China's serial incursions into the civil rights of Muslims living in the country grabbed global headlines again on Monday after a new Human Rights Watch (HRW) report unveiled further details of a massive crackdown in the Xinjiang region.
The Chinese government is conducting a mass, systematic campaign of human rights violations against Turkic Muslims in Xinjiang in northwestern China, HRW's 107-page report said.
More importantly, the rights watchdog said that China is unmindful of any repercussions from its treatment of Muslims. "It is evident that China does not foresee a significant political cost to its abusive Xinjiang campaign, partly due to its influence within the UN system," HRW said.
As many as 13 million Muslims living in the region are increasingly subjected to mass arbitrary detention, torture and mistreatment by the Chinese government, the report noted.
"The Chinese government is committing human rights abuses in Xinjiang on a scale unseen in the country in decades. The campaign of repression in Xinjiang is key test of whether the United Nations and concerned governments will sanction an increasingly powerful China to end this abuse," said Sophie Richardson, China director at Human Rights Watch.
Earlier this year, Chinese Muslims had raised fears that there was a government campaign aimed at eradicating Islam.
For decades, the Uighur Muslims in Xinjiang were the target of the Chinese government's surveillance and suppression. China has been vocal about keeping the Muslim province in a tight leash in order to scupper extremism and militancy. Now, this anti-Muslim bias is getting stronger and spreading to other regions as well, according to the AFP news agency.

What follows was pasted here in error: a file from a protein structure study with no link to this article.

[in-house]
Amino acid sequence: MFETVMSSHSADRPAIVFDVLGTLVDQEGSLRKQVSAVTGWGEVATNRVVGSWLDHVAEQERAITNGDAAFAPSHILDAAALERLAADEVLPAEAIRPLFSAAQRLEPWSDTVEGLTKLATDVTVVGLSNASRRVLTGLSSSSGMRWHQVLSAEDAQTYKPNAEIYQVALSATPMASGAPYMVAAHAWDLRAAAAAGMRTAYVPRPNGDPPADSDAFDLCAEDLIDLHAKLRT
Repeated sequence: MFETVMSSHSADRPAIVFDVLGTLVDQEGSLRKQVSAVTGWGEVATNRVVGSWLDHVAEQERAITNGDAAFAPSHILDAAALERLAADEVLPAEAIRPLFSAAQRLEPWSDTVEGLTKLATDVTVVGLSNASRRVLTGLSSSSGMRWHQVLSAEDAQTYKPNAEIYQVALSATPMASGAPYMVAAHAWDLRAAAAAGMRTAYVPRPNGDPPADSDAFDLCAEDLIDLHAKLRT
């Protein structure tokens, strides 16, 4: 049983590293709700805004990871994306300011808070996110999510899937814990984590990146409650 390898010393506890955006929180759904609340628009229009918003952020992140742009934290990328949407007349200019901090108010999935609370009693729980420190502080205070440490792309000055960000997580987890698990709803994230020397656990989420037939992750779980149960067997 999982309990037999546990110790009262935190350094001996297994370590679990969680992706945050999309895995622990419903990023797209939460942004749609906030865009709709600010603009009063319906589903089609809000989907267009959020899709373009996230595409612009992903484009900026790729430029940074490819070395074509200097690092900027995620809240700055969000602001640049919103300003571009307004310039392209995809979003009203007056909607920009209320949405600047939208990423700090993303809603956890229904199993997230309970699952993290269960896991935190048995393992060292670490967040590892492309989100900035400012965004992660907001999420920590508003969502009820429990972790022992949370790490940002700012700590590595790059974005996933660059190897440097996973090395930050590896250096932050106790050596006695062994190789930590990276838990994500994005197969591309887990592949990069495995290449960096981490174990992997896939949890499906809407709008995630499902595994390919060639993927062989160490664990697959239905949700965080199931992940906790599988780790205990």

HRW's latest report says that Beijing has hardened its campaign against Muslims ever since it launched the "Strike Hard Campaign against Violent Extremism" in Xinjiang in 2014.
The rights watchdog said that 1 million people are being held in detention camps, where Turkic Muslims are being forced to learn Mandarin Chinese, sing praises of the Chinese Communist Party, and memorize rules applicable primarily to Turkic Muslims. Those who resist or are deemed to have failed to "learn" are punished, it said.
There were reports in May that said the Chinese government had detained hundreds of thousands of Muslims and made them undergo re-education. The process included forcing Muslims to eat pork and drink alcohol, which are prohibited in Islam.
This was part of the broad Chinese strategy of cultural cleansing, "Cultural cleansing is Beijing's attempt to find a final solution to the Xinjiang problem," James Millward, China historian at Georgetown University, told the Independent.
The detentions, surveillance, pervasive monitoring of personal lives are made worse with denial of legal rights, "I asked [the authorities] if I can hire a lawyer and they said, 'No, you shouldn't need a lawyer because you're not convicted," a detained man was quoted as saying by the agency.
"There's no need to defend you against anything. You're in a political education camp – all you have to do is just study."